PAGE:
What's the best way to find a market for your startup? It could be more straightforward than you'd think.
If you follow your intuition you might find yourself emulating eight figure tech companies. What works for them will work for anybody, right?
Emulation can indeed work if you have luck on your side. But one day the luck will run out and you'll have to actually solve a problem for yourself. Then it's game over. There's a more satisfying (and successful) way to start a startup that I'll talk about in this post.
A niche is a slice of a market category. Niche customers are usually outliers that have different needs from the norm. The niche is the exception and not the rule, this makes them small relitive to the entire market category.
Every human belongs to a variety of niches by virtue of us having different interests and needs. Some examples of niches:
- Podcast listeners.
- People that ride the bus to work.
- Cat owners.
- People that live in New York City.
- Web developers.
Big businesses can't afford to focus on niches without going bankrupt. On the other hand, small businesses like startups and solo makers can focus on niches with great success.
What's special about startups and niches?
Let's go on a little adventure. Imagine it's the year 2009 and you're the CEO of the biggest hotel chain in the world, Hilton.
You hear about a young company called AirBnb, started by two poor guys living in a loft. They're competing for a culturally curious niche of your customers by allowing people to rent out their homes to them as an alternative to staying in a hotel. You laugh at their naiveté then promptly forget about them.
Now its the year 2018. You're still the CEO of Hilton. AirBnb is worth $30 billion, while Hilton Hotels is worth $7.8 billion. It's too late to compete now, and you can't buy them out. You kick yourself.
Here's the real kicker: Even if you tried to beat them in 2009, AirBnb would have had a natural advantage as a function of their size. Many of a startup's strengths come from its compact footprint.
A small company can attach itself to a niche of people and tailor whatever it produces to their needs. Products and services can be improved by bouncing ideas off customers like sonar, each bounce represents an improvement to the project. This is how to make things that excite people.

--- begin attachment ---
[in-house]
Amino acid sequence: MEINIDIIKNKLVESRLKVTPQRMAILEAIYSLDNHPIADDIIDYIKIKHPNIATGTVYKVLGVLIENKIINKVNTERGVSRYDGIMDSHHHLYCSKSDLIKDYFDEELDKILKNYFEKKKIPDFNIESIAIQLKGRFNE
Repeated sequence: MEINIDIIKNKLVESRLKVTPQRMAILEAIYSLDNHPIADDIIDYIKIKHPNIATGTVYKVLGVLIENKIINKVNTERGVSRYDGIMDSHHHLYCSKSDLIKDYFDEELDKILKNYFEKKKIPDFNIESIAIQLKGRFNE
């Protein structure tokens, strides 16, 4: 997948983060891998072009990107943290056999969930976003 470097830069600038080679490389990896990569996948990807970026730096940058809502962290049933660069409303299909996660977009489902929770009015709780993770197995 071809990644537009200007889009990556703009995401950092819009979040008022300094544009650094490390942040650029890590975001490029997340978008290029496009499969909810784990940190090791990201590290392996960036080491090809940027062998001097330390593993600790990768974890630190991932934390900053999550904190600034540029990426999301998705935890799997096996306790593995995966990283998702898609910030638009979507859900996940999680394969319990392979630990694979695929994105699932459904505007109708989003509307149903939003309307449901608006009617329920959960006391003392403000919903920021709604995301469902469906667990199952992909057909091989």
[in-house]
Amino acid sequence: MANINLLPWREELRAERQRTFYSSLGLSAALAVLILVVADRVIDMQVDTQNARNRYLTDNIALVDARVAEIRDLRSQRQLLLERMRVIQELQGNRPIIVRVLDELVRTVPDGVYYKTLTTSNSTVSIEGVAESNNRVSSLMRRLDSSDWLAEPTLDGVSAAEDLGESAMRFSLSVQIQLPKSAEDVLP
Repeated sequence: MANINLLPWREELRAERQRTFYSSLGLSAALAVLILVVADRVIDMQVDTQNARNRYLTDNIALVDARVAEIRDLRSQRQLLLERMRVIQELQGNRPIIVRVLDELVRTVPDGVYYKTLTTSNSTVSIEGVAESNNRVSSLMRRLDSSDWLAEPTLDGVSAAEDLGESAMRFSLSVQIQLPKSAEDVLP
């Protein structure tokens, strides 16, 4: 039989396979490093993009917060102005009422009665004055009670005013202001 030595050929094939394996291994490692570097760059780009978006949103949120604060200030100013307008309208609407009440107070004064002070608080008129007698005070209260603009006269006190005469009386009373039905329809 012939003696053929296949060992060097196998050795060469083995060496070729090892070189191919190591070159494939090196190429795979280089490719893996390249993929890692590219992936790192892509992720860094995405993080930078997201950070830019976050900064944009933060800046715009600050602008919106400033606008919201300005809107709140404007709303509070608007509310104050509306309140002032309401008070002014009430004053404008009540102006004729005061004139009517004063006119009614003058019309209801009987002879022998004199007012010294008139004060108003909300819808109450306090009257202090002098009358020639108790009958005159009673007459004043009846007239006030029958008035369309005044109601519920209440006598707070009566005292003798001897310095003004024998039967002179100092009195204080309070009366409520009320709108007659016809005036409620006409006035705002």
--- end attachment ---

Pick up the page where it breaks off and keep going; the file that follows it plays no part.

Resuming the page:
Competition is for losers
Open almost any business or marketing book and you'll find some advice about the toxic nature of needless competition.
We preach competition, internalize its necessity, and enact its commandments; and as a result, we trap ourselves within it—even though the more we compete, the less we gain.
It can be masochistic – even suicidal – to voluntarily compete for scraps of the market. It's better to invent a new category to operate in. This doesn't mean you can't compete for the same customers as other companies. It means its better to solve the problem in a way that ignores other players. The modern example of this is Tesla vs the car industry.
If you can't be first in a category, set up a new category you can be first in.
This doesn't mean you should be ideologically opposed to competition either. Competition in business is inevitable. If you're on to a good thing and nobody is competing with you yet, they will be soon. Just don't be the one to initiate it without necessity.
If you make anything good, you're going to have competitors, so you may as well face that. You can only avoid competition by avoiding good ideas.
A niche can make you $1 million
I'm proof that if you just pick a little niche and you provide enough value, that even in my little, tiny niche in the world, I can still make millions of dollars. Almost every niche, there's plenty of money for one person if you can make a difference as one person.
It's a common yet misguided belief that small companies = small revenue. This can be disproved with some simple maths. It's surprisingly achievable to make more than a million dollars with a small but committed customer base. Perhaps the fact it's surprising is also why we tend to assume small markets aren't worth pursuing.
How to reach niche customers
Before the internet it would have been substantially harder to build startups how I'm describing in this post. Apart from word of mouth and advertising, there weren't enough reliable channels to reach a niche of customers.
The tools available for targeting niches today are insane. It's scary how insane sometimes. If you're able to read this, you're also able to reach about half the world from the comfort of your living room without having to spend a penny (or move at all).
It's easy. Go to Reddit or Facebook and find where the audience for your product or service hangs out. Introduce yourself, tell them about what you're making for them. Get feedback, then repeat. There's no need for advertising when you can already reach your customers and have open dialogue with them. This is why the companies that do this well have the most loyal customers.
Narrow then broad
A couple of years ago I had a chat with Kieran O'Neill, CEO of thread.com. He laid out Thread's strategy for breaking into the clothing industry.
While discussing Thread's future, Kieran stood up and drew a chart on a whiteboard with a narrow bar in the centre. "This is Thread now" he said. "We selected a slice of the market – men's clothing – and we're gradually growing into it".
Then he drew a second, wider bar over the top of the narrow bar. "Once we're doing well in men's clothing we can broaden further into areas of the market. Its better to start narrow and broaden out later."
It doesn't matter if you plan to stay small forever or grow into a multi-national conglomerate. The most effective way to find inertia in the early days might be to tap into a niche. Growth can happen later.